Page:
New Schools of Thought

In a feature recently published by The Economist Intelligence Unit, the future of higher education is examined. It is argued that ‘Like every industry, higher education is facing disruptions. Institutions will need to find new and innovative ways to deliver education in order to meet the needs of parents, students and society as a whole.’ Five different models are examined: the online model is one of these (which fits well with our online course produced in conjunction with Lancaster University). There is the cluster model (in which universities combine with each other), the partnership model (in which they link with other organisations), and the experiential model in which students are given real work experiences. But the fifth model is especially exciting. It is one in which colleges focus on the teaching of critical thinking and problem-solving skills. This would be a very important development, and fits well with the huge value that critical thinking and problem-solving brings.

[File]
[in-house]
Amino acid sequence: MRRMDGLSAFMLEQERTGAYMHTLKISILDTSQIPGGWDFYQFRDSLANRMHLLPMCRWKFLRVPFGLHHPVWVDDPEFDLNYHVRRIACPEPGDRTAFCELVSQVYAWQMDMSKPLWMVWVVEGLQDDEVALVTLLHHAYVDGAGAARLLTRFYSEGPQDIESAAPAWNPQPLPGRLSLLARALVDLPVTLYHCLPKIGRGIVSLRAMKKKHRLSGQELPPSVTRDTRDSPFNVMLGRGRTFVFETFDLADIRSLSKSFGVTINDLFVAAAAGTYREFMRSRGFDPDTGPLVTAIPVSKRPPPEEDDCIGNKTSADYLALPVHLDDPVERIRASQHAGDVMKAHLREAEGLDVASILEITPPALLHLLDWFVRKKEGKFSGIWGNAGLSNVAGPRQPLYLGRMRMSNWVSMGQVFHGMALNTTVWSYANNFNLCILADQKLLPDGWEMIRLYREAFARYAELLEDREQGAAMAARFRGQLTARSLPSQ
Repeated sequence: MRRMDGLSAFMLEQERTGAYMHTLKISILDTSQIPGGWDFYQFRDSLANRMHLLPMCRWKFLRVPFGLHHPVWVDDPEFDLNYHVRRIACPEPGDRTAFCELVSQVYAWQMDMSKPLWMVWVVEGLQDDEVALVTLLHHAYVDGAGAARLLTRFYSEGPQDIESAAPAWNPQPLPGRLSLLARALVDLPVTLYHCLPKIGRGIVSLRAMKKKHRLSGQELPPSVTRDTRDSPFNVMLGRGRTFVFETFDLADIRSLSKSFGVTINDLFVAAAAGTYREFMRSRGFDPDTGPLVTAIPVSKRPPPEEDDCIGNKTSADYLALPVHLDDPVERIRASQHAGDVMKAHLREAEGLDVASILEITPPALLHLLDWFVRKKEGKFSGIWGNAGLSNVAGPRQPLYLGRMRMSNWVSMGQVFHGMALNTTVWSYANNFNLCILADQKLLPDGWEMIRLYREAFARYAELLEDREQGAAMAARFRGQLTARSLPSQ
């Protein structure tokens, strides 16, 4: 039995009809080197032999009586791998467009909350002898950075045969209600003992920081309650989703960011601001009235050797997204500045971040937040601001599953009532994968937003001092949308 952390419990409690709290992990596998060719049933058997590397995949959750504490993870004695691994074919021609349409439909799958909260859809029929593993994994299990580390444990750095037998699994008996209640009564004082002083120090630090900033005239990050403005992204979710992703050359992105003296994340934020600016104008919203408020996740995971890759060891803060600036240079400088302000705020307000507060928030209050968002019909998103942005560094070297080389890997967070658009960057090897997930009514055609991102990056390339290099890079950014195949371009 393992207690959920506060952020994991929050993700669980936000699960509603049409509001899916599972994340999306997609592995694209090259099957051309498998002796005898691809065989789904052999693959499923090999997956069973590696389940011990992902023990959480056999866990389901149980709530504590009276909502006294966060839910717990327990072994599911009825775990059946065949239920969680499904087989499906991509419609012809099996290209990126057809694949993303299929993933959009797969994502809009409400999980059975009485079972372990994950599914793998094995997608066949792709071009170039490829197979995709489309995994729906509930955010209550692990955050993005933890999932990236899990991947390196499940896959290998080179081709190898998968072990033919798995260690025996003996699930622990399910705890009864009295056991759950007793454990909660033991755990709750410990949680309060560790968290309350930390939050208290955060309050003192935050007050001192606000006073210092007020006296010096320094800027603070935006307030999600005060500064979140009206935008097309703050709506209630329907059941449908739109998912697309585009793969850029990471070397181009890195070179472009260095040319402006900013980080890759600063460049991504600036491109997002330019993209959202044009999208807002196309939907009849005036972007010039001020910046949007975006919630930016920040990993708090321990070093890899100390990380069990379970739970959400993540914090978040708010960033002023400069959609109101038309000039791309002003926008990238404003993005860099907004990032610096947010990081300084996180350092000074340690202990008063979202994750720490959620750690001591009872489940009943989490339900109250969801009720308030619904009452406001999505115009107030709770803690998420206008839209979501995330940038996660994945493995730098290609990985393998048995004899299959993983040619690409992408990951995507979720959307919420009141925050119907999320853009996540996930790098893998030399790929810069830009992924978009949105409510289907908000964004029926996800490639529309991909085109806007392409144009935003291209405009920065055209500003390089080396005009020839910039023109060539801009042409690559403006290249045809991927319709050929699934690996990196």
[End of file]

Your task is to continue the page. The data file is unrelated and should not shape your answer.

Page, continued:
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Critical thinking needed for success

In a recent publication by the Brookings Institute, ‘Competencies for the 21st century’, the importance of these competencies has been stressed. As it explains, ‘The

critical thinking and Martin Luther-King

These current difficult times very much emphasise that we need critical thinking more and more in order to make well-considered judgements and decisions. Unfortunately, we